Around the same time, Adams read an essay questioning the constitutionality of Article IV, Section 3. The essay focused in large part on the portion of the provision that requires judicial applicants to be members of one of Delaware's two major political parties, and posed the question: "May Delaware enforce a state law providing that no Independent or member of a minor party shall be appointed to a judgeship?"[16] After reading the article, Adams decided to challenge the provision. He filed the instant lawsuit against John Carney, the Governor of the State of Delaware, in February 2017. At the time he filed the lawsuit, he pointed to two judicial vacancies that both required Republican candidates.

         Although Adams did not apply for either of those judicial positions, he has applied to similar positions in the past. In 2009, Adams applied to be a Family Court Commissioner, but was not selected. In 2014, Adams considered applying for judicial positions on the Supreme Court and the Superior Court; however, at the time he was registered as a Democrat and the positions were open only to Republican candidates. Shortly thereafter, in 2015, Adams retired and assumed emeritus status with the Delaware State Bar. By 2017 he felt ready to resume searching for a judicial position, and believed he was a qualified applicant. He therefore returned to active status in 2017. Notwithstanding his interest, Adams has refrained from submitting an application based on his belief that he would not be considered for a judicial position because of Article IV, Section 3 and his new affiliation as an Independent voter.

         D. The District Court Proceedings[17]

         Both parties filed cross-motions for summary judgment. The Governor argued primarily that Adams lacks both Article III and prudential standing to bring his claims, and Adams argued that the political balance requirement violates the First Amendment because it conditions appointment on a judicial candidate's political affiliation.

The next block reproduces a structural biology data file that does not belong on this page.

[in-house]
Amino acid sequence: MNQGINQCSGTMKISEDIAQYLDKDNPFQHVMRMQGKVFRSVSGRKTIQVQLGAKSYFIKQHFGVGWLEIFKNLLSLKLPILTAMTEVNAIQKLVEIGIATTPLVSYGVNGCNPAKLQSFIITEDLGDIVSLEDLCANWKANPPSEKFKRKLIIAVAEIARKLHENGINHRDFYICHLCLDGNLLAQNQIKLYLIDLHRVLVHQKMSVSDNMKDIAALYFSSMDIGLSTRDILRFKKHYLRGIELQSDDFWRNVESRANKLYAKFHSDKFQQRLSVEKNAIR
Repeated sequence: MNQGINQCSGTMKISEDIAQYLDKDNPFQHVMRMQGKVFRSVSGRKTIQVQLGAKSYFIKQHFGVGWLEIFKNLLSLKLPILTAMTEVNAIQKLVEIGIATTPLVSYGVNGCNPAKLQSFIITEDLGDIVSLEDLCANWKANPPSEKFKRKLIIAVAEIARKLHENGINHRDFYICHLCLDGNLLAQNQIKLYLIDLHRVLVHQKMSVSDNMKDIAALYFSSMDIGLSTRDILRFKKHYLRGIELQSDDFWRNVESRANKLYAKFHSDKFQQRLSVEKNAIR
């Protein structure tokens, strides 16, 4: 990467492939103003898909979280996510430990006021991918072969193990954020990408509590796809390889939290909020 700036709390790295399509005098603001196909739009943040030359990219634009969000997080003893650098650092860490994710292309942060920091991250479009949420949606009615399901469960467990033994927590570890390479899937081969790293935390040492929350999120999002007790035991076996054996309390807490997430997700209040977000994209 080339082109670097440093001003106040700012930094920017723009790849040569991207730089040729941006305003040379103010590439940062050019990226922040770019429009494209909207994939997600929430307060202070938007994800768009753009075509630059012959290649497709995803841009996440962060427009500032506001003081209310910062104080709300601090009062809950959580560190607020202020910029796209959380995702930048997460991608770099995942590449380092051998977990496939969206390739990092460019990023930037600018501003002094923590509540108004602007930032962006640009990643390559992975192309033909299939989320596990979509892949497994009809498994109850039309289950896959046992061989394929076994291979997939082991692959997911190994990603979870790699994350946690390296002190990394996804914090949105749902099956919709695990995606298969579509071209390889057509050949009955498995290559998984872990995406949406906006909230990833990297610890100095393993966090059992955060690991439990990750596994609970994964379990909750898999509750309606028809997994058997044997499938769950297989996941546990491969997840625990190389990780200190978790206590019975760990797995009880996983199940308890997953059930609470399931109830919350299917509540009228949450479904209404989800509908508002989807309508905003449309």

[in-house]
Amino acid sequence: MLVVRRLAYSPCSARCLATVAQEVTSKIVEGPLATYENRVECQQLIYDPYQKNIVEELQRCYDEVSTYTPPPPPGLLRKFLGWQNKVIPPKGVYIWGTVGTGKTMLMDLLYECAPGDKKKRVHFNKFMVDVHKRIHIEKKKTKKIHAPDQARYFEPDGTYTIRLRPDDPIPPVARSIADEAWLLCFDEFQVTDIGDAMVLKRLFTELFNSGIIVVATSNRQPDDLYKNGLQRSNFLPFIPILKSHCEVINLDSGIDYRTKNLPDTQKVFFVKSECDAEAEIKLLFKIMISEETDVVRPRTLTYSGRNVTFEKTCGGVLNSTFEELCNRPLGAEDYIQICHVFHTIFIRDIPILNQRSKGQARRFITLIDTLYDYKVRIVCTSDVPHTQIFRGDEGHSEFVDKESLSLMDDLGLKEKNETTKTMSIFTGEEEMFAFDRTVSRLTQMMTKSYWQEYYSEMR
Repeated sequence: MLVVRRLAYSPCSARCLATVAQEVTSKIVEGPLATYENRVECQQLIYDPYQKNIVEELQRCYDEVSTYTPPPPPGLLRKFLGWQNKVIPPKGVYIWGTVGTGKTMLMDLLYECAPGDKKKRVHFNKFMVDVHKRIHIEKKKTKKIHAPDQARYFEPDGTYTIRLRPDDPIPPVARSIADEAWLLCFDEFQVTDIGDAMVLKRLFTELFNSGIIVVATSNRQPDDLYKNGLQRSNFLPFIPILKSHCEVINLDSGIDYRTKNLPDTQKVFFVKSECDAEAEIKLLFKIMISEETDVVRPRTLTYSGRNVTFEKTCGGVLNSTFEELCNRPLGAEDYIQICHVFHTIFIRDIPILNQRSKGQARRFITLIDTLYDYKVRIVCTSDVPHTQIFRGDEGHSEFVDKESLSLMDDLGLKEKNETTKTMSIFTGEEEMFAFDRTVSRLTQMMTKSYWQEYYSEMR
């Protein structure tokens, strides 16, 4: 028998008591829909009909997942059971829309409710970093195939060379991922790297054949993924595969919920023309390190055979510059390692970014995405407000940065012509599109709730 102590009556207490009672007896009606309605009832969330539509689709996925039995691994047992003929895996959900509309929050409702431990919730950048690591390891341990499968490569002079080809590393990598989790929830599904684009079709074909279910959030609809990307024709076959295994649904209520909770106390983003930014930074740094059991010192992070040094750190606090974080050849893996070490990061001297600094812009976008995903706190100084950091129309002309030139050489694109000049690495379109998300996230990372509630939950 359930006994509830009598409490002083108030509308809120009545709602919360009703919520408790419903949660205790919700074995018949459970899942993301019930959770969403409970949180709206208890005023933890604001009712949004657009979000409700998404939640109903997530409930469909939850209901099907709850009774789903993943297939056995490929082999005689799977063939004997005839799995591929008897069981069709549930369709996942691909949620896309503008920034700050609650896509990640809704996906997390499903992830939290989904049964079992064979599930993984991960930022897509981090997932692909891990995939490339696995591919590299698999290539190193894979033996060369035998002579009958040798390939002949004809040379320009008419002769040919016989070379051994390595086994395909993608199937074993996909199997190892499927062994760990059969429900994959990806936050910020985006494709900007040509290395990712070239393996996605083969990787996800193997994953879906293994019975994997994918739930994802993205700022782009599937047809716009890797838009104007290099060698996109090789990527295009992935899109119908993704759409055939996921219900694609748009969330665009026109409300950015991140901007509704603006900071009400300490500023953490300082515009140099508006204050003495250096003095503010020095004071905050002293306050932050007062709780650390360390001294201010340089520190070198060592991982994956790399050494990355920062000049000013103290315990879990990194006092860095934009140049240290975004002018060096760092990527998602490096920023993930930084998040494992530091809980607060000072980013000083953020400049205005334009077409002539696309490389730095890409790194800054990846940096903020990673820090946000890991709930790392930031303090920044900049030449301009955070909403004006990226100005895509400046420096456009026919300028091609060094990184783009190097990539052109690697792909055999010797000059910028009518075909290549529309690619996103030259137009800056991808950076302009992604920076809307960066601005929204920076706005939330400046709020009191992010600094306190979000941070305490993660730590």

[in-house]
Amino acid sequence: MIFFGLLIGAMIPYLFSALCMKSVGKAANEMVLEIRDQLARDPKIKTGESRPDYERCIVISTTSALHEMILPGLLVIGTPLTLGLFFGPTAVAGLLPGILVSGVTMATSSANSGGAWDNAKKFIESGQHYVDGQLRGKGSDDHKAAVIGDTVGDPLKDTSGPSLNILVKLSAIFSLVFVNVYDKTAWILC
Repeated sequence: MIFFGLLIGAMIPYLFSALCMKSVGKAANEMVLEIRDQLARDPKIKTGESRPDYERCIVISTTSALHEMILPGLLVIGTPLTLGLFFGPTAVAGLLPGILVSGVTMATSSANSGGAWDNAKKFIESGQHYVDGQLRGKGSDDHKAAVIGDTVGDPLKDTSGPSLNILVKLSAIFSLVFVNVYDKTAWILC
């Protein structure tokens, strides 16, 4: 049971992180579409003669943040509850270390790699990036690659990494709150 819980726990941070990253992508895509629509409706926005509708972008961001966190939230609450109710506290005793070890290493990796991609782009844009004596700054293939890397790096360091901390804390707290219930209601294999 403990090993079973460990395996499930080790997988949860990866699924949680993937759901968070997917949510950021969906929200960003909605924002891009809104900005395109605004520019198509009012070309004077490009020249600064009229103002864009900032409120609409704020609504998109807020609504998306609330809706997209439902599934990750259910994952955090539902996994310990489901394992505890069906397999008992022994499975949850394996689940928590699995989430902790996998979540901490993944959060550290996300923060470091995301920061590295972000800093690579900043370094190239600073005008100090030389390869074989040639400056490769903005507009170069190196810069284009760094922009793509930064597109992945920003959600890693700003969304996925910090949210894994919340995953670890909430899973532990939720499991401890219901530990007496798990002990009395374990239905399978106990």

The District Court determined that Adams had Article III standing to challenge some, but not all, of the sections of the provision. Chief Magistrate Judge Thynge considered the first three sections because they contain both a bare majority component and a major political party component. She concluded that although Adams did not apply for an open judicial position on one of those courts, his application would have been futile because the openings available around the time he filed his complaint were not available to Independents like himself.

         Sections four and five, however, contain only the bare majority component, and Magistrate Judge Thynge concluded that Adams did not have standing to challenge those sections because his status as an Independent would not have prevented his application from being considered. She nevertheless concluded that he had prudential standing to challenge those sections and found that sufficient to confer jurisdiction.